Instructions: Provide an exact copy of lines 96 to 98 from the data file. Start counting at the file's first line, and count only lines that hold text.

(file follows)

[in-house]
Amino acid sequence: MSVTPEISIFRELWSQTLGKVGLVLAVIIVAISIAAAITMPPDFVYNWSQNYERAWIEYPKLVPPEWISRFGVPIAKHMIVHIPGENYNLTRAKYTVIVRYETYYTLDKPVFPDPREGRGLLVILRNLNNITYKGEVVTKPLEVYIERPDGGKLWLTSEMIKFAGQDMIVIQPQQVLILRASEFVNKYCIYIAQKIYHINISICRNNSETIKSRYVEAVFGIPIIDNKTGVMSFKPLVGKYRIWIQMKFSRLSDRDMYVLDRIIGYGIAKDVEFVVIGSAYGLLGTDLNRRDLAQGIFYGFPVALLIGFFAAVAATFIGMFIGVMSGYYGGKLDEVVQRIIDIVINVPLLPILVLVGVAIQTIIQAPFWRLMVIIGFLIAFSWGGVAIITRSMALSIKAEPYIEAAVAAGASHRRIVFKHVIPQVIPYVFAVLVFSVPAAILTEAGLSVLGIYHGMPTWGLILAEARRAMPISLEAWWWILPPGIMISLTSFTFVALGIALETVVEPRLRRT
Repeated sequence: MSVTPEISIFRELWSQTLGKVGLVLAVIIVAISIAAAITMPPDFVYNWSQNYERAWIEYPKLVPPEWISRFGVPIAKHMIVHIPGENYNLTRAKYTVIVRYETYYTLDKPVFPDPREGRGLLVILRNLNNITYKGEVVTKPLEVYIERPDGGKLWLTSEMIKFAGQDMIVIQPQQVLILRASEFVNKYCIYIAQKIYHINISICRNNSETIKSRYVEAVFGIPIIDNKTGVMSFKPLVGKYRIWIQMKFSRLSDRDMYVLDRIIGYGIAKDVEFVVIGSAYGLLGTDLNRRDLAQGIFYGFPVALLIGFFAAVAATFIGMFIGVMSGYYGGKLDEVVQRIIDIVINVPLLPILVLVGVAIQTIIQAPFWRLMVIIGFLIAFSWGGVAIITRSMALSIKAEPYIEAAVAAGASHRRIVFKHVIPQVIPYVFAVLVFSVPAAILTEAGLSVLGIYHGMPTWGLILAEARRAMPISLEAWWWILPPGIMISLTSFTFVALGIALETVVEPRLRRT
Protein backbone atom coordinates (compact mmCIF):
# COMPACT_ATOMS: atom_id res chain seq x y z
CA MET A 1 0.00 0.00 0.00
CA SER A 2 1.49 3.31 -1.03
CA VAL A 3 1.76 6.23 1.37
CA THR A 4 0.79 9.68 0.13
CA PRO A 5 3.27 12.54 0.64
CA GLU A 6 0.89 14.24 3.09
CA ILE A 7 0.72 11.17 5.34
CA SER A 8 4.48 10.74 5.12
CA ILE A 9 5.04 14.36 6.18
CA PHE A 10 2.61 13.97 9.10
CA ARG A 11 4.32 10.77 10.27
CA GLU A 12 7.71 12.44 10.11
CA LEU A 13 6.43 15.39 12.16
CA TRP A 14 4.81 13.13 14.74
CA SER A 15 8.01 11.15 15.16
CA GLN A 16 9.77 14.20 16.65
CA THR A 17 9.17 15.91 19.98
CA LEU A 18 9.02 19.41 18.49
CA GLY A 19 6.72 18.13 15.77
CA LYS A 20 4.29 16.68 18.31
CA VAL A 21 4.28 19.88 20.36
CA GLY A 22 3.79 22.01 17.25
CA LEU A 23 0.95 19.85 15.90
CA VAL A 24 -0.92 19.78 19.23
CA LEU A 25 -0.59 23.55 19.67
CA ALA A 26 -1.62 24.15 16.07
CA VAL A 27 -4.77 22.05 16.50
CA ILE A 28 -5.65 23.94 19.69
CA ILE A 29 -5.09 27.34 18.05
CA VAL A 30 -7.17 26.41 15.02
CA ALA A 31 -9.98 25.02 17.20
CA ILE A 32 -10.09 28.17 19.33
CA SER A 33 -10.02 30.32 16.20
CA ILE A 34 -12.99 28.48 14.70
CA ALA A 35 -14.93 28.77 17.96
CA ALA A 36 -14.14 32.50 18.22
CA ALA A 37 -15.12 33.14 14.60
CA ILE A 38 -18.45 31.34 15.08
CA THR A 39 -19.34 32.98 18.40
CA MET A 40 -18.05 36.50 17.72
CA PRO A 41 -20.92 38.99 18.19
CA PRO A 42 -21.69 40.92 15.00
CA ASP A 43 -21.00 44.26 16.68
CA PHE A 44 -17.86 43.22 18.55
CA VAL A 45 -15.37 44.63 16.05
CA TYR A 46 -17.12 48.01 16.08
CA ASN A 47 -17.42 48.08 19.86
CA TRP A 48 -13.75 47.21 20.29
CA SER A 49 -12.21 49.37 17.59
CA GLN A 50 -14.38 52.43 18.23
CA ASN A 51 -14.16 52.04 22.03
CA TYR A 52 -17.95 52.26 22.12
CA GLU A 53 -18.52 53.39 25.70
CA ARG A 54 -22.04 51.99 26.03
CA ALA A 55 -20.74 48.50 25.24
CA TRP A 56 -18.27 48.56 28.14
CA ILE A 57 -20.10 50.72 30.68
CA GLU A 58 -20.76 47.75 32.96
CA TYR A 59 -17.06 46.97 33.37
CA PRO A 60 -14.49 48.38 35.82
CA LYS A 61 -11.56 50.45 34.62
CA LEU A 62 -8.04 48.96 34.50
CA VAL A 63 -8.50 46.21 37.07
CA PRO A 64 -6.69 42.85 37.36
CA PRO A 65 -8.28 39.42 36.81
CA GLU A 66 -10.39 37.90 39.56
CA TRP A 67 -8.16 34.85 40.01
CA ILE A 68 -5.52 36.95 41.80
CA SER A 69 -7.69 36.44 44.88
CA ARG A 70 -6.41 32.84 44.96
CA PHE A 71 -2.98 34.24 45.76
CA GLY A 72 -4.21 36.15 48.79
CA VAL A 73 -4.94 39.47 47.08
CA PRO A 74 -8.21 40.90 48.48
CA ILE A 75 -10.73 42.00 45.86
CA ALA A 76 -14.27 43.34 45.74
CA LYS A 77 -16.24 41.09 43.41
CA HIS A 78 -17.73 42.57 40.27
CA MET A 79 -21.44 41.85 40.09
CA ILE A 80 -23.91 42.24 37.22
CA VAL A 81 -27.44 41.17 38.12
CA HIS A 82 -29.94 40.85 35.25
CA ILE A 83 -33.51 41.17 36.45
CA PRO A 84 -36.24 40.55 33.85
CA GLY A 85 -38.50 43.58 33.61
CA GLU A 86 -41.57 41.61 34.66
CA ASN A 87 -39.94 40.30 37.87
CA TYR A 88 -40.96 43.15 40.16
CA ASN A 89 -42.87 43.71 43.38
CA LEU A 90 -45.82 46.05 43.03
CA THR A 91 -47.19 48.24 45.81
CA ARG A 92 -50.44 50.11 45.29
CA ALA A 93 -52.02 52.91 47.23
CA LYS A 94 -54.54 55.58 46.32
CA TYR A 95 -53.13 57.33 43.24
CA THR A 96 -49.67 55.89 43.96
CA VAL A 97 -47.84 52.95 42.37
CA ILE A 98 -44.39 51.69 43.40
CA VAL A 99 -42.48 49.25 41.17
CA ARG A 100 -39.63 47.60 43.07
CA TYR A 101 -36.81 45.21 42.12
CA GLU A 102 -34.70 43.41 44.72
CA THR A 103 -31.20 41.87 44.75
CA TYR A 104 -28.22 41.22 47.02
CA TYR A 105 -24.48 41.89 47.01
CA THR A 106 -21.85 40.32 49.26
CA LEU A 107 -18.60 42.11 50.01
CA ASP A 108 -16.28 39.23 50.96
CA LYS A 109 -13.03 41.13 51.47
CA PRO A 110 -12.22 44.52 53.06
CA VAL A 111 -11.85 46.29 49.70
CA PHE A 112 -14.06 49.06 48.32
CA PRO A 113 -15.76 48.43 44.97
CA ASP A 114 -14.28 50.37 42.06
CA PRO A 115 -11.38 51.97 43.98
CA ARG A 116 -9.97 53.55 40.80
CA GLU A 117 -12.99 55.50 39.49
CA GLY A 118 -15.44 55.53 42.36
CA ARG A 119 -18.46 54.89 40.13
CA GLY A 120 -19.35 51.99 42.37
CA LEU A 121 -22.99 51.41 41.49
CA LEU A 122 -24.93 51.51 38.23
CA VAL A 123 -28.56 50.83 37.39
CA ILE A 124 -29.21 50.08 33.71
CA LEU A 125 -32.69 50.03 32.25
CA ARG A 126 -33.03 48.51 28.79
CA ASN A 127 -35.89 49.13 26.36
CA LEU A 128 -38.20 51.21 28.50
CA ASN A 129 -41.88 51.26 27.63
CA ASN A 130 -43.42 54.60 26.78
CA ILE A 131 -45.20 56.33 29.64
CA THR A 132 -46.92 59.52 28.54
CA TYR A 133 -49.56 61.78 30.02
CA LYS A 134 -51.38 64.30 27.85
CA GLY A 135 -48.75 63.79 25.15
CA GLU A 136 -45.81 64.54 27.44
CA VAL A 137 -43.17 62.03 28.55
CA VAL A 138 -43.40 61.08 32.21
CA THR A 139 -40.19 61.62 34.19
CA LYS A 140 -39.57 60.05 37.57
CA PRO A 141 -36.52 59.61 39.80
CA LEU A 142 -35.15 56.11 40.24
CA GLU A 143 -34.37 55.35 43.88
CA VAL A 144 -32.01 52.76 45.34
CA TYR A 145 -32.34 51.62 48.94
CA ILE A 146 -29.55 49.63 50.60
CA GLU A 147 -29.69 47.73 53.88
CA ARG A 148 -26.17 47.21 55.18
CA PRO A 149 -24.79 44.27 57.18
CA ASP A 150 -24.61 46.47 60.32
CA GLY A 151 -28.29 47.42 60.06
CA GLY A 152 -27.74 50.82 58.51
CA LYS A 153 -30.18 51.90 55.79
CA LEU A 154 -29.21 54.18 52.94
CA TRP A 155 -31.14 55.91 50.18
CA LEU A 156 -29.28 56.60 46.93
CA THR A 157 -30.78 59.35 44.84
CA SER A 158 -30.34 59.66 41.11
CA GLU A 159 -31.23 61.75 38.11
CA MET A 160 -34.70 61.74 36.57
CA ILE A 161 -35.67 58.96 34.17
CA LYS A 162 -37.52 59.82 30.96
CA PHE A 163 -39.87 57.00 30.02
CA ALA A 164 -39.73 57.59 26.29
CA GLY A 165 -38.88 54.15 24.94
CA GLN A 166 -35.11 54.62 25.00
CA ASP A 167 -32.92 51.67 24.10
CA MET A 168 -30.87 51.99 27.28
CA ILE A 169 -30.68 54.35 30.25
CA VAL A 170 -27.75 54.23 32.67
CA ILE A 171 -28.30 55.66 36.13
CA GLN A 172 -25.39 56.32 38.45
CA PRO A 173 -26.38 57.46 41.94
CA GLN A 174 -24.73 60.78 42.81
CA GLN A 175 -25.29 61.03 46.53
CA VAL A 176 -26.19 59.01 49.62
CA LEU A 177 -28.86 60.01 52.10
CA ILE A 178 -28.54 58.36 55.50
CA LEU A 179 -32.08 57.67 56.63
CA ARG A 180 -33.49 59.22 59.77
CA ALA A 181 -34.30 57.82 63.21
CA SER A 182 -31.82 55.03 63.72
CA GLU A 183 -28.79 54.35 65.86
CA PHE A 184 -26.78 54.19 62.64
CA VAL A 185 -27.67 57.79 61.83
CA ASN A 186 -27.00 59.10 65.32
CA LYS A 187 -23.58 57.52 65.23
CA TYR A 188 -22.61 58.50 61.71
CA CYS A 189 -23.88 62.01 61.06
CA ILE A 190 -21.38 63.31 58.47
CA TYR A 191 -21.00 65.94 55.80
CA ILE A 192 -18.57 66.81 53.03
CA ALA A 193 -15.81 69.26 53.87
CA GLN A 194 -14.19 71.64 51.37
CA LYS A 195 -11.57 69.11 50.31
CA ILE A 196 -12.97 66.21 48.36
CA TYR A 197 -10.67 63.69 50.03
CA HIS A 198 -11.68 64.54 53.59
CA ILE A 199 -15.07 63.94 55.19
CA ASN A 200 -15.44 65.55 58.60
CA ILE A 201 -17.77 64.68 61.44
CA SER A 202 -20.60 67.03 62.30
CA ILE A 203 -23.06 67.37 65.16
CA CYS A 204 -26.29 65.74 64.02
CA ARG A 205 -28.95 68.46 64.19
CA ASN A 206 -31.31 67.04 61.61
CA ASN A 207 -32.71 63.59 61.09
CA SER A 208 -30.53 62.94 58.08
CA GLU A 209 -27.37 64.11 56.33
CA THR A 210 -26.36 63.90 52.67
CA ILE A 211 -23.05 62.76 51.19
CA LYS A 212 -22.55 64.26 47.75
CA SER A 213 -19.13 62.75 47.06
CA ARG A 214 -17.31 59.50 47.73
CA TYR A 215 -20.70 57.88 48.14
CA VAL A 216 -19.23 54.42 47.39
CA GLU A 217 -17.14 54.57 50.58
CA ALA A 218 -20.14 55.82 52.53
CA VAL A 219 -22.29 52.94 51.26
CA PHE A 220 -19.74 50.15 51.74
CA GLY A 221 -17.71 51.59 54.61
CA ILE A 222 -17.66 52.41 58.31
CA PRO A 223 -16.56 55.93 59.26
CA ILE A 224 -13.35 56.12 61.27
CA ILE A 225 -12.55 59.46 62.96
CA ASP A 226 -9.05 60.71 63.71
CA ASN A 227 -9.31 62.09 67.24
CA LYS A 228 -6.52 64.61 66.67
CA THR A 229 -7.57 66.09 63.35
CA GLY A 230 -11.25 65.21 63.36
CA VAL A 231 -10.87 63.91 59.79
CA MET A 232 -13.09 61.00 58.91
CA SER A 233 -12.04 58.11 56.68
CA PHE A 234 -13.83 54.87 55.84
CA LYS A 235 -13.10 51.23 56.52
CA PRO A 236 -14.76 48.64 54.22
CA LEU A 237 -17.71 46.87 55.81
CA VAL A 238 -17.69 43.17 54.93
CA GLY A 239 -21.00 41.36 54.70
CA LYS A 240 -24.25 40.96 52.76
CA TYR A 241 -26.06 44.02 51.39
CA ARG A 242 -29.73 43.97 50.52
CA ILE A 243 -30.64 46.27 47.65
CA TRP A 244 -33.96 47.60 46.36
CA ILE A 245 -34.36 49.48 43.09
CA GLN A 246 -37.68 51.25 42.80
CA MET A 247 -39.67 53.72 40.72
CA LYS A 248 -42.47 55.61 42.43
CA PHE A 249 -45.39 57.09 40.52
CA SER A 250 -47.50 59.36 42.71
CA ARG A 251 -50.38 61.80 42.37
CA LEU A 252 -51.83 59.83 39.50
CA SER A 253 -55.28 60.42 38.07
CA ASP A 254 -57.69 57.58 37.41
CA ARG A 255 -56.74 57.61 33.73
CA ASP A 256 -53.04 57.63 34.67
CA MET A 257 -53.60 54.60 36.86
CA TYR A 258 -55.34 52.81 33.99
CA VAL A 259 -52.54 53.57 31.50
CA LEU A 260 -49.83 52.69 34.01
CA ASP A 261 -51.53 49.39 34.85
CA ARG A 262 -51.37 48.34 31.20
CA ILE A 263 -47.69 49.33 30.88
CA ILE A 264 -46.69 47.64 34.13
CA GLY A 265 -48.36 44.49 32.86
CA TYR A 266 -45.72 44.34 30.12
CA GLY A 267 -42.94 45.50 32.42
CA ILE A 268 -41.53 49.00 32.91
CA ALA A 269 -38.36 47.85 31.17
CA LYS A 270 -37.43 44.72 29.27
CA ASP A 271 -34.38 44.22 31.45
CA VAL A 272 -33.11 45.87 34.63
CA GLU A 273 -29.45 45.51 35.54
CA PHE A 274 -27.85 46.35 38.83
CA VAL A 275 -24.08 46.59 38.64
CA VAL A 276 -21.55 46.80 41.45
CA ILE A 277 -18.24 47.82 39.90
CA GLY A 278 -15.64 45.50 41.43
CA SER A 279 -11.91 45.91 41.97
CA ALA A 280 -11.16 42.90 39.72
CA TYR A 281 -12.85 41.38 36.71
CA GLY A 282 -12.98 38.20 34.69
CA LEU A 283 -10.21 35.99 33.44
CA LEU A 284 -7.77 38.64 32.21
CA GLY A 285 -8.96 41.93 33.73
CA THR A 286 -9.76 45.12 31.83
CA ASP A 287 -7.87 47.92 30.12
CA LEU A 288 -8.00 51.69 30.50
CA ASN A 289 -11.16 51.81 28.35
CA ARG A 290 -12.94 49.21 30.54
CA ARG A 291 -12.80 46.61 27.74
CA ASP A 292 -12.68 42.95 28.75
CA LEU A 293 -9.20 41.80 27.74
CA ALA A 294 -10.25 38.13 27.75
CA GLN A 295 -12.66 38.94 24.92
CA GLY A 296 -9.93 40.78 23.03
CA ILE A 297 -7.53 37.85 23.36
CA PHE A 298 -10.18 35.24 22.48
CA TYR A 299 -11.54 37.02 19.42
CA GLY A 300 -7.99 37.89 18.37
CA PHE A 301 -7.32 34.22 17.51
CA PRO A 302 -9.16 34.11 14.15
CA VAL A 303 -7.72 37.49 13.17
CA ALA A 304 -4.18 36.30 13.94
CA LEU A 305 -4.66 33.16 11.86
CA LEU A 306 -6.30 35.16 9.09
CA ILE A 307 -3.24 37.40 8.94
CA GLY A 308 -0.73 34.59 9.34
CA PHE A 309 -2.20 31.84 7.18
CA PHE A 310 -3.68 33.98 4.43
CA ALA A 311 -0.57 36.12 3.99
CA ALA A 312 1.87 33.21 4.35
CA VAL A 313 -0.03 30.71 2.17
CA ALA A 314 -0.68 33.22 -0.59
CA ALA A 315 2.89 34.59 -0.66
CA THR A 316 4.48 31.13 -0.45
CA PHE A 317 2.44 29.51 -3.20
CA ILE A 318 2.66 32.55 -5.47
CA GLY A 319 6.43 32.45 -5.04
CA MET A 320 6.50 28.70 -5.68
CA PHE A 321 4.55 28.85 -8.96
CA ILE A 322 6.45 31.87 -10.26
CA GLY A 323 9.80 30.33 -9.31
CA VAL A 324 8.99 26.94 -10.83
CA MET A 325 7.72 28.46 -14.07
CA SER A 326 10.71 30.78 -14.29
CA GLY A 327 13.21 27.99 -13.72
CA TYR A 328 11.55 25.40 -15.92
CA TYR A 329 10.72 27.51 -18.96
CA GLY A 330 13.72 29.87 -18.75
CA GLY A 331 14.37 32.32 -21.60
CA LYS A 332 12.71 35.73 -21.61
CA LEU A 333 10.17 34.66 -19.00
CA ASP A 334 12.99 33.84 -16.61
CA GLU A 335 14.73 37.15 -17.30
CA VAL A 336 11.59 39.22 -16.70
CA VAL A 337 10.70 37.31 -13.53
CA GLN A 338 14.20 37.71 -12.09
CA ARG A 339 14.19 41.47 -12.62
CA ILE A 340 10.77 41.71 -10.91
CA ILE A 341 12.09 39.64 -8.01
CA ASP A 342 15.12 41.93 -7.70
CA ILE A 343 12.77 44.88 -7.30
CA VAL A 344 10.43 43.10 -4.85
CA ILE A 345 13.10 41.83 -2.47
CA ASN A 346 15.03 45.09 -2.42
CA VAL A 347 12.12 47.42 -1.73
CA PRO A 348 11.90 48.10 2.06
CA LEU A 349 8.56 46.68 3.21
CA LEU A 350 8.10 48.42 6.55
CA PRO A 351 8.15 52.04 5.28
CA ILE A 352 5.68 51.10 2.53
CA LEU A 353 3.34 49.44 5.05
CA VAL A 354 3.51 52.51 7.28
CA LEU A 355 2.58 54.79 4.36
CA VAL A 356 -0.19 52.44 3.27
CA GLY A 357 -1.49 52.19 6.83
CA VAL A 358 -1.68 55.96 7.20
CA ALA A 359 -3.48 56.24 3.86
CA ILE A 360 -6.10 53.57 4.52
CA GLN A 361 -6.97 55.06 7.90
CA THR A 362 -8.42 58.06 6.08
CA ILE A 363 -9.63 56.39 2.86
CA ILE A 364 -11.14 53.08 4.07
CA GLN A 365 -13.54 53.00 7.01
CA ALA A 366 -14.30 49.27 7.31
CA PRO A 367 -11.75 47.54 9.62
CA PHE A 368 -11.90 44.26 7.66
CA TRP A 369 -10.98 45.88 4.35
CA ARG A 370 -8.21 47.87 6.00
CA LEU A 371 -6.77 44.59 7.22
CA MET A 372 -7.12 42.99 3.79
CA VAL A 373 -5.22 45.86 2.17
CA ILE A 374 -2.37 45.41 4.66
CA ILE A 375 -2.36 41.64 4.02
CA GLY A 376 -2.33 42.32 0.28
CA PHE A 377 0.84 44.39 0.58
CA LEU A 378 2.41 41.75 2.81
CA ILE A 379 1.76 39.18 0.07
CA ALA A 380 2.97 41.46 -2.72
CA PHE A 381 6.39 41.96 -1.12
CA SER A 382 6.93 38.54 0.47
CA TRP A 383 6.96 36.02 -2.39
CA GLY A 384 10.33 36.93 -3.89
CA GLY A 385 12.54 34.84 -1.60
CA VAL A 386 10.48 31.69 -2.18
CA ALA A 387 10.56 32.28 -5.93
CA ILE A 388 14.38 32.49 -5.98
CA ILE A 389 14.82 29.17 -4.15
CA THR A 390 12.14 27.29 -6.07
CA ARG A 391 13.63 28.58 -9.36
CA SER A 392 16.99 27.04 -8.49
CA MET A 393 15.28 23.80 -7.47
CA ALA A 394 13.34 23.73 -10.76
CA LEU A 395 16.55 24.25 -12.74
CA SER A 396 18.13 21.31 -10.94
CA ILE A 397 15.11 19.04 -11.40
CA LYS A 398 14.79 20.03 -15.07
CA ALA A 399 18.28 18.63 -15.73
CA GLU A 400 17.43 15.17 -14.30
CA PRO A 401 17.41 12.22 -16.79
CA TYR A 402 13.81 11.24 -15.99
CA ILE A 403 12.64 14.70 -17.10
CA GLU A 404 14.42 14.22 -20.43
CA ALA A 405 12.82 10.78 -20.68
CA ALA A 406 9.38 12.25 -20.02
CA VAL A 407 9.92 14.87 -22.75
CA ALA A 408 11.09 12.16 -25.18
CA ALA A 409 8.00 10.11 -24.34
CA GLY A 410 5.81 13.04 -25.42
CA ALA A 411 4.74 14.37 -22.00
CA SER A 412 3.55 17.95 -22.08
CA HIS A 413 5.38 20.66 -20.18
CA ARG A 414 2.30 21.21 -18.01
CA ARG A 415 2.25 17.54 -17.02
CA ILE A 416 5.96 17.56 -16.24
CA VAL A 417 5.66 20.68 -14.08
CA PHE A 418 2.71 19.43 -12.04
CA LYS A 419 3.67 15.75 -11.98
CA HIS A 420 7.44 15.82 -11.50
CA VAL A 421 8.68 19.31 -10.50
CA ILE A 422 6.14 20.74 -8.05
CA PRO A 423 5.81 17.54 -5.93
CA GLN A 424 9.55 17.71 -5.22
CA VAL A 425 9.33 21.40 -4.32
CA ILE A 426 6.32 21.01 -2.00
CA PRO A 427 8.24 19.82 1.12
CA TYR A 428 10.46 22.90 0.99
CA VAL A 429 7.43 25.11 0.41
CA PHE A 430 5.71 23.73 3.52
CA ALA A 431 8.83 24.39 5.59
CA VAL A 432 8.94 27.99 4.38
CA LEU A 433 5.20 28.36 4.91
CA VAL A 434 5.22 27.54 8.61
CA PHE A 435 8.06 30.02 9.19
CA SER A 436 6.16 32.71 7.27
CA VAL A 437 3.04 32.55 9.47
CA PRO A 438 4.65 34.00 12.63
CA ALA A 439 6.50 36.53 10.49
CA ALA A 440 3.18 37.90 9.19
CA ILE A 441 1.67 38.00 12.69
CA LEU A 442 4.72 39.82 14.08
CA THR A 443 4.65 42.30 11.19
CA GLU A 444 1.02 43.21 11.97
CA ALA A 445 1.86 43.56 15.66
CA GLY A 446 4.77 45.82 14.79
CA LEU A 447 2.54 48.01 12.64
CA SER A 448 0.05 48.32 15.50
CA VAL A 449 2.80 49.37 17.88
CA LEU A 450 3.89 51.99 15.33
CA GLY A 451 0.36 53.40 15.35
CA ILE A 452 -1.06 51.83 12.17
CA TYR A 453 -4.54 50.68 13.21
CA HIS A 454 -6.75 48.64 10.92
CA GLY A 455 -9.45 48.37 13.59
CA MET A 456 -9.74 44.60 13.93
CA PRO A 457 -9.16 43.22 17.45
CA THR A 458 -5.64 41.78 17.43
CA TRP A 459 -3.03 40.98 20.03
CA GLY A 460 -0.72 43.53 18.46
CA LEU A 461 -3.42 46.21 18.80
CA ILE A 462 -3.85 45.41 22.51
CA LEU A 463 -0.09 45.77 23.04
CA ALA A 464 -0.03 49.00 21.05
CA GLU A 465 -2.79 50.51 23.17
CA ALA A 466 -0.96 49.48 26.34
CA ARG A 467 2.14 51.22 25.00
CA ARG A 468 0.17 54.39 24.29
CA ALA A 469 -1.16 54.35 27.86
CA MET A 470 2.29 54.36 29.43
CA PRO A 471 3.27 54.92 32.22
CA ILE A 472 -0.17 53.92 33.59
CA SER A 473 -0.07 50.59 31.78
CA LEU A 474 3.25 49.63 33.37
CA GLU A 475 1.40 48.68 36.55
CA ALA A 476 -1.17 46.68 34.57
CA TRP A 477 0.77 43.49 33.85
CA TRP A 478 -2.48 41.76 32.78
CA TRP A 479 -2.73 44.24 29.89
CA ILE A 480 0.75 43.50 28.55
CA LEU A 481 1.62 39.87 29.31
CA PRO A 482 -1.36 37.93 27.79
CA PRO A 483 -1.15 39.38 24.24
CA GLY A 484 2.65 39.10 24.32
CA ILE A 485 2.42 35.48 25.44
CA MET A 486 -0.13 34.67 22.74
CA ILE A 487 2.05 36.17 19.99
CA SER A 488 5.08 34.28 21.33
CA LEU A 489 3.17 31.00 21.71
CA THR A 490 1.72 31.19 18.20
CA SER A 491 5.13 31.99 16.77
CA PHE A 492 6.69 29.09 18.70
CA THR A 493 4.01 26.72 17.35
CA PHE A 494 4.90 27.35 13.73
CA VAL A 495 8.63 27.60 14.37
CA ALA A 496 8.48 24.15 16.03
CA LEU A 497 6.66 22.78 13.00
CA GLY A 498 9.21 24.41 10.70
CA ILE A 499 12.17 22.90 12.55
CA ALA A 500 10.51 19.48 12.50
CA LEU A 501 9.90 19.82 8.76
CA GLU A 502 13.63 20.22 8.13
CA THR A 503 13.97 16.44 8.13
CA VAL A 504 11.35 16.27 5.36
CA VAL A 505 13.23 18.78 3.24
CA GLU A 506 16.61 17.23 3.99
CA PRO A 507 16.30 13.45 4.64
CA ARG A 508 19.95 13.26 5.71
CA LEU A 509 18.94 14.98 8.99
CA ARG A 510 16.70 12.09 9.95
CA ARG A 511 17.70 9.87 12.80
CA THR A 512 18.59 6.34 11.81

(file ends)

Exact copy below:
CA THR A 91 -47.19 48.24 45.81
CA ARG A 92 -50.44 50.11 45.29
CA ALA A 93 -52.02 52.91 47.23